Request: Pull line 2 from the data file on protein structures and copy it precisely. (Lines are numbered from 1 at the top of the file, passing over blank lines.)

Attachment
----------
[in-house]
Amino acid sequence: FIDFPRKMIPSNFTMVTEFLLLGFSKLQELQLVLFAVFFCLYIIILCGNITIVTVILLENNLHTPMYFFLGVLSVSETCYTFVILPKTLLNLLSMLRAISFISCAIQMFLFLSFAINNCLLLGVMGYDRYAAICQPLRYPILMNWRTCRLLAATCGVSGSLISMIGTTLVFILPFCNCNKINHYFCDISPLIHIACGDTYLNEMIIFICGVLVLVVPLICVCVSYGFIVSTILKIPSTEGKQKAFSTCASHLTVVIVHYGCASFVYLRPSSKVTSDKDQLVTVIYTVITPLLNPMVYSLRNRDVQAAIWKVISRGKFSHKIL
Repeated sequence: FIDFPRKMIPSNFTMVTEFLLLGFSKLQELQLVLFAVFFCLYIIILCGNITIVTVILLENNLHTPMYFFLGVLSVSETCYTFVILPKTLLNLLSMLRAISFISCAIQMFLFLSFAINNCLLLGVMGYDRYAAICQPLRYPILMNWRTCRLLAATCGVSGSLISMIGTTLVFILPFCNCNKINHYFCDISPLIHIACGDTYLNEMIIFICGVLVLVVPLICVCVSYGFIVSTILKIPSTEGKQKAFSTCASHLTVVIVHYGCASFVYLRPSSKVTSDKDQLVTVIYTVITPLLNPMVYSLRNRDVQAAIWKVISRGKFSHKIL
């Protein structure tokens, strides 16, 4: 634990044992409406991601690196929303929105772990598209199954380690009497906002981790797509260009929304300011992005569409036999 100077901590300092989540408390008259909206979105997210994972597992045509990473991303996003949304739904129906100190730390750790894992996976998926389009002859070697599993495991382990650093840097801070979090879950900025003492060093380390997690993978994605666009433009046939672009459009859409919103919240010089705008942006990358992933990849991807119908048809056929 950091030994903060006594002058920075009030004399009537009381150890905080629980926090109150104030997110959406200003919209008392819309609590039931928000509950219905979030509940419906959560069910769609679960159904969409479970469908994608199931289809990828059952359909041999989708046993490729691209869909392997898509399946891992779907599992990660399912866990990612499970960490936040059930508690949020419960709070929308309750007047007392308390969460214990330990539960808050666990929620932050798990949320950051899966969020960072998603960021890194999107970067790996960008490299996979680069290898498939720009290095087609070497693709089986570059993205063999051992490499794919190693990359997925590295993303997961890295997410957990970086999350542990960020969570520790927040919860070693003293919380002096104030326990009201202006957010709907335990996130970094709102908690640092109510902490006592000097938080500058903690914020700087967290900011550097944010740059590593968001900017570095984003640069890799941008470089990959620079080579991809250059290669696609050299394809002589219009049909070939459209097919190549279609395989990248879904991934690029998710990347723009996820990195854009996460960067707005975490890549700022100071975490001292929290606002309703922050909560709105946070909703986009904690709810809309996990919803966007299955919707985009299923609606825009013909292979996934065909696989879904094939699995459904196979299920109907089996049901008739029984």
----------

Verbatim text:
Amino acid sequence: FIDFPRKMIPSNFTMVTEFLLLGFSKLQELQLVLFAVFFCLYIIILCGNITIVTVILLENNLHTPMYFFLGVLSVSETCYTFVILPKTLLNLLSMLRAISFISCAIQMFLFLSFAINNCLLLGVMGYDRYAAICQPLRYPILMNWRTCRLLAATCGVSGSLISMIGTTLVFILPFCNCNKINHYFCDISPLIHIACGDTYLNEMIIFICGVLVLVVPLICVCVSYGFIVSTILKIPSTEGKQKAFSTCASHLTVVIVHYGCASFVYLRPSSKVTSDKDQLVTVIYTVITPLLNPMVYSLRNRDVQAAIWKVISRGKFSHKIL